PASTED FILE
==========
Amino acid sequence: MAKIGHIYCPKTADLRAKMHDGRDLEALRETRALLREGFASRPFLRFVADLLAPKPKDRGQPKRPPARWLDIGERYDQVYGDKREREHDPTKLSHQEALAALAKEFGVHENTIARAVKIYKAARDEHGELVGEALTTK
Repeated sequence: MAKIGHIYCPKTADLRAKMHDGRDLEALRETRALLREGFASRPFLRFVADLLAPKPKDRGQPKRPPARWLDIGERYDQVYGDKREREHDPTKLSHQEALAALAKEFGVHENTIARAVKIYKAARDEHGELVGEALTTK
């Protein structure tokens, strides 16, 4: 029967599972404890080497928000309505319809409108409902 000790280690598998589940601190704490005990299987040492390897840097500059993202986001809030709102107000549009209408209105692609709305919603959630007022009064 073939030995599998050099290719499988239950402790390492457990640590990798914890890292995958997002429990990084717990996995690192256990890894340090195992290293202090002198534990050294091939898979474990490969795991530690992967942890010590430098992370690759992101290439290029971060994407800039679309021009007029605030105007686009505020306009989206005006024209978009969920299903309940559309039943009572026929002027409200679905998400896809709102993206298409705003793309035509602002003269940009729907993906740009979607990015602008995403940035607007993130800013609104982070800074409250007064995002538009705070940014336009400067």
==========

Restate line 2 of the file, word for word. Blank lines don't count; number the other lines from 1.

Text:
Repeated sequence: MAKIGHIYCPKTADLRAKMHDGRDLEALRETRALLREGFASRPFLRFVADLLAPKPKDRGQPKRPPARWLDIGERYDQVYGDKREREHDPTKLSHQEALAALAKEFGVHENTIARAVKIYKAARDEHGELVGEALTTK